Thundercats Hoooo!

I love the look of X-Men: First Class overall. The costumes are spot on, aside from Beast, who looks like a Thundercat raised in Fraggle Rock. The aesthetics were 60’s all the way, which made for a more compelling setting to watch a superhero origin story take place. Unfortunately, it’s an origin story for X-Men, a gang of characters that aren’t terribly interesting. The idea of X-Men, mutants, some of whom have great powers, living in our world is more intriguing than the X-Men themselves. And since there are numerous characters in the bunch, the time spent on any one is short, making it difficult to connect to any one of them.

Much like Captain America: The First Avenger, we have another wasted opportunity of superheros interacting with real history. We get a convoluted plot involving a former Nazi scientist, Sebastian Shaw (Kevin Bacon), who is responsible for the escalation of the Cuban missile crisis. Bacon plays a decent bad guy but that doesn’t change the fact that his character seems totally unnecessary.

The rest of the X-Men cast is solid, though limited by the screenplay and a general shallowness of the characters themselves. Each back story feels like a retread being told only to move us to the major conflict. The most fun I had was watching the X-Men come together to train and harness each of their individual powers. After that comes the obligatory big last battle and the tease for the follow up movie.

Another ho-hum 2011 superhero movie. Sigh.

[xrr rating=2.5/5 label=””]

This post is part of my Way late reviews. Read more reviews here.

[youtube width=”640″ height=”360″]http://www.youtube.com/watch?v=UrbHykKUfTM[/youtube]

Way late review: Captain America: The First Avenger

Superhero movies are all the rage. At least they were during the summer of 2011. When I saw the superhero movie lineup before the summer began, I was most interested in Captain America: The First Avenger. One, it wasn’t a remake/reboot. Two, it was set in the past, World War II. Seeing a superhero’s story told within the context of a real historical setting was different. Learning how a superhero helped make history rather than exist in his own version of a world like ours was an exciting proposition for me. Don’t get me wrong, I like the comic book superhero movies. Tim Burton’s Batman, Spiderman 1 & 2, Superman 1,2,3 are all movies that I enjoyed and each existed in its own version of reality, a comic book world. But, that’s been done and done well. Then we have films like Christopher Nolan’s Batman series, which is grittier yet still set in its own world. A darker world, sure, but still not close to the one you and I live in. There’s nothing wrong with any of these approaches. But both have been done and I was looking forward to Captain America doing something different by living in and impacting a real period of time. A superhero period piece of sorts.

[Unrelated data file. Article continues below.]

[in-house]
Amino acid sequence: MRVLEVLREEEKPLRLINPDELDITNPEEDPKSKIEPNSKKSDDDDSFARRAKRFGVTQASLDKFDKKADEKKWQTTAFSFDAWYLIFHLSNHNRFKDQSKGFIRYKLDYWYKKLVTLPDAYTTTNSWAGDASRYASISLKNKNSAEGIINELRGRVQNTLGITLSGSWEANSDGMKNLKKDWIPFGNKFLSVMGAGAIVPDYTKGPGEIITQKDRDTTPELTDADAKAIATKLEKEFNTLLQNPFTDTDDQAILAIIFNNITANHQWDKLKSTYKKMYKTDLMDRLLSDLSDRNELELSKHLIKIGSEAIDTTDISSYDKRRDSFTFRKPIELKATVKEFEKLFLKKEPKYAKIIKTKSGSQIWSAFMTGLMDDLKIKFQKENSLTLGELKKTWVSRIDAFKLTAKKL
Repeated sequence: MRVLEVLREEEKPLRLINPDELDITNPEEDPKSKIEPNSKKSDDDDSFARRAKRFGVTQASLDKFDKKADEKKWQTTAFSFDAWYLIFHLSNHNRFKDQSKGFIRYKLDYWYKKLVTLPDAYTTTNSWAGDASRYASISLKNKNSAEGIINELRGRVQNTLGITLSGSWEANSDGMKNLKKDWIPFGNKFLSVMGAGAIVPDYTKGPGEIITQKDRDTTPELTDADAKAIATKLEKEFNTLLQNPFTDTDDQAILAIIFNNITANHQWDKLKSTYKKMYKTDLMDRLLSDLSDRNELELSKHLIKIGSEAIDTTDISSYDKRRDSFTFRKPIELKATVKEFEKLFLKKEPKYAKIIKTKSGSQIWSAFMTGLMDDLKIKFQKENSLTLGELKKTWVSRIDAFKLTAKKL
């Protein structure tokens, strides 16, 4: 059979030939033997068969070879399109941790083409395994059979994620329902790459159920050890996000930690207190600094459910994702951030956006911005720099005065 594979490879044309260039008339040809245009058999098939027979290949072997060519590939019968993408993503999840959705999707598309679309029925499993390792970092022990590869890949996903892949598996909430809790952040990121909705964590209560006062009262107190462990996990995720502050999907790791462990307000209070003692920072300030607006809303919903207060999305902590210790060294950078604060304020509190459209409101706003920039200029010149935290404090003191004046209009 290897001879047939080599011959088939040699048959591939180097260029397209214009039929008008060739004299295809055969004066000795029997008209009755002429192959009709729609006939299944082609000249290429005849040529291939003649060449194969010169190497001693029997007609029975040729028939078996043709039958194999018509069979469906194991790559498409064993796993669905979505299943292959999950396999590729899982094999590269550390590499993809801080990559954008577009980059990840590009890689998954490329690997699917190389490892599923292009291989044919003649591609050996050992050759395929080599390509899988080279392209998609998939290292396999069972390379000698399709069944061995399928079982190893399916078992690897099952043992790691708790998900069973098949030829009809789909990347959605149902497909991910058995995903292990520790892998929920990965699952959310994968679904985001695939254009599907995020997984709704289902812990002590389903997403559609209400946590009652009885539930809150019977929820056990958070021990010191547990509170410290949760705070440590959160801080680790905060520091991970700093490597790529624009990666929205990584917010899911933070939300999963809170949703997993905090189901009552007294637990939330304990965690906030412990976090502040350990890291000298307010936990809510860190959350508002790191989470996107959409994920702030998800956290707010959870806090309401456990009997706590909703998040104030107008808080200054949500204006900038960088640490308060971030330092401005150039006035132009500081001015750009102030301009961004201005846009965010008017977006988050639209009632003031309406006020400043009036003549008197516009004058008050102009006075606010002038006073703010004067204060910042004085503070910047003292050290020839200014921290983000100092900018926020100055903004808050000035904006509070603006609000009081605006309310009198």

Maybe my expectations were wrong and that set me up for disappointment. Captain America is a rather generic superhero movie set in WWII but ignoring much of the historical significance. Apparently Nazis and the fate of the world at stake weren’t good enough. Captain America creates a replacement for Hitler in Red Skull (Hugo Weaving), who captures a mysterious glowing cube. The cube is supernatural and leads to the transformation of Weaving from a Nazi to the ultra strong Red Skull. Think Darth Maul minus the lightsaber. Red Skull creates super weapons based on the cube’s power. These weapons don’t just kill people, they make them explode and disappear at impact. With a comic book villain and weapons from a galaxy far, far away in place, we have the creation of HYDRA. Goodbye Nazis, hello HYDRA.

Meanwhile the US knows about HYDRA and has a refugee German scientist Dr. Abraham Erskine (Stanley Tucci) who is working on a super soldier program of his own. Dr. Erskine runs into the future Captain America, Steve Rogers (Chris Evans). He discovers that the puny Rogers has attempted to join the armed forces numerous times, even going so far as to lie on his applications. Dr. Erksine decides that Rogers is the right man for his super soldier experiment. Rogers goes to training camp, shows a lot of heart but little physical prowess. Throw Rudy into WWII era basic training and you’ve got the idea. Dr. Erksine finally runs the experiment on Rogers, which transforms Rogers into a tall muscular man capable of superhuman tricks. The experiment appears to be a success and this should lead to an army of new soldiers for the US Army, but a HYDRA operative steals the special sauce and kills Dr. Erksine.